Security guard helps to bring cult computer game back to life

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A popular video game has been revived after 28 years with help from a Staffordshire University security guard.

Dizzy was an iconic 8-bit video game of the 1980s and seen by many as the UK’s answer to Mario and Sonic. Created by the renowned Oliver Twins, the Dizzy series was hugely popular and has become a firm favourite with retro gamers.

After fans pleaded for new games to be created, Wonderful Dizzy was released for ZX Spectrum last month – nearly three decades since the last official Dizzy game was made. Jarrod Bentley, a Security Officer at Staffordshire University, was part of the small international team who brought this new edition of the series to life.

Jarrod contributed not only to this but also to the last commercial Dizzy release, Crystal Kingdom Dizzy, in 1992. Although never meeting the Oliver Twins at the time, a chance encounter at Staffordshire University has led to them collaborating on several projects in recent years.

The 51-year-old from Baddeley Green in Stoke-on-Trent said: “I’ve known of the Oliver brothers for years but after bumping into them on campus we became good friends. I’ve since contributed to books, given a talk at the Centre for Computing History in Cambridge, and been invited to events at the National Video Game Museum when it was in Nottingham. I even contributed to a museum exhibition about Sinclair Computers which is on display in Portugal!”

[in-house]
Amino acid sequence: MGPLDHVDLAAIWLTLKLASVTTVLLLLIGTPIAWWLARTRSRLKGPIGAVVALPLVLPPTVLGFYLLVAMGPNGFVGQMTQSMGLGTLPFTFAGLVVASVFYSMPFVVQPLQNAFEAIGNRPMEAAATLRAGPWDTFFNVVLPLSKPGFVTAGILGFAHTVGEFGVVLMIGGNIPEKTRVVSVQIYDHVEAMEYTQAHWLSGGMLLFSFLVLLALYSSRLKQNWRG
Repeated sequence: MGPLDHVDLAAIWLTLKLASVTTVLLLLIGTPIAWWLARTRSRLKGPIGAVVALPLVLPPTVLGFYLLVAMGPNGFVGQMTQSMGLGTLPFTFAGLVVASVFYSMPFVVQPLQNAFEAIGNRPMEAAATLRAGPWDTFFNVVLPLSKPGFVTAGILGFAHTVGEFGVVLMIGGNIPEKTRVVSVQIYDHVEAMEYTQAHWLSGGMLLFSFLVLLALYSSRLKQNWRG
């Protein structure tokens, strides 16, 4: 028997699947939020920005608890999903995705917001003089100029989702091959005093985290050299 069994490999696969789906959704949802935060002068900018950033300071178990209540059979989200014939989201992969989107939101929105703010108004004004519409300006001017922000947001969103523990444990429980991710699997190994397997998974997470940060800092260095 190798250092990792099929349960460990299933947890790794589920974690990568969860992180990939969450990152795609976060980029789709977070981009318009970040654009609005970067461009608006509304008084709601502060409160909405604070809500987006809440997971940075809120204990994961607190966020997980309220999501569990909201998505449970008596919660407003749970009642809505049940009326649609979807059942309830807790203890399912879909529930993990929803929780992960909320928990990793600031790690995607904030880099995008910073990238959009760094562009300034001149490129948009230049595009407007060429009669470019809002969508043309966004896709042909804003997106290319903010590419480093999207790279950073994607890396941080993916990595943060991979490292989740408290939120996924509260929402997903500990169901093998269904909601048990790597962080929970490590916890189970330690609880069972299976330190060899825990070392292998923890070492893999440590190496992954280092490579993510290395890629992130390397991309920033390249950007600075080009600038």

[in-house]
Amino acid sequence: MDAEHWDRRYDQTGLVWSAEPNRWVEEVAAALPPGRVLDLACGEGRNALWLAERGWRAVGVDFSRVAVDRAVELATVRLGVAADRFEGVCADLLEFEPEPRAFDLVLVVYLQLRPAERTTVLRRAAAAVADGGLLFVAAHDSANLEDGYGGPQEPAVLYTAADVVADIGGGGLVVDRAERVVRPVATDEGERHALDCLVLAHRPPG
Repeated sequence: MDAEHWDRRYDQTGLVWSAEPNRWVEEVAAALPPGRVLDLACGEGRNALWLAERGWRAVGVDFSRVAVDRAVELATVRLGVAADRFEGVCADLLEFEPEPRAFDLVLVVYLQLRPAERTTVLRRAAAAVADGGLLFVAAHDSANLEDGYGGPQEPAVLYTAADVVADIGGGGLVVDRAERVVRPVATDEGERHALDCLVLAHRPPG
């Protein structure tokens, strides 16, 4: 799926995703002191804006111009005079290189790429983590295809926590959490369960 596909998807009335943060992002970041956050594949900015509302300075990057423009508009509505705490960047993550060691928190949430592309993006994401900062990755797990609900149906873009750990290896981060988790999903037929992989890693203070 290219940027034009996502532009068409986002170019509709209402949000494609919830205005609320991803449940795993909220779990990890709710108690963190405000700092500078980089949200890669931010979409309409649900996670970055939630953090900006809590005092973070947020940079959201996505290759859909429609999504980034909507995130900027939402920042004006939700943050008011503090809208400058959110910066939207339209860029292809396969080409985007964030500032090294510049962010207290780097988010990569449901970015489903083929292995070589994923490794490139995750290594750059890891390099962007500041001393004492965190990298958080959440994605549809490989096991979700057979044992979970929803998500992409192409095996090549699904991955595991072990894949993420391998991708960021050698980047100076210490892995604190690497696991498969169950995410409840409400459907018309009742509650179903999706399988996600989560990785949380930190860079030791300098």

Jarrod is a self-taught video game artist who found a passion for pixel art when his parents bought him a home computer as a teenager. A regular at the Software Superstore computer shop in Hanley, Jarrod met a network of like-minded friends who began creating 8 bit games.

This led to working with games developer Codemasters and contributing to several titles in the late 1980s and early 1990s before leaving the industry. Jarrod went on to work for Stoke City Council in Waste Management and Environmental Crime before joining Staffordshire University’s campus security team.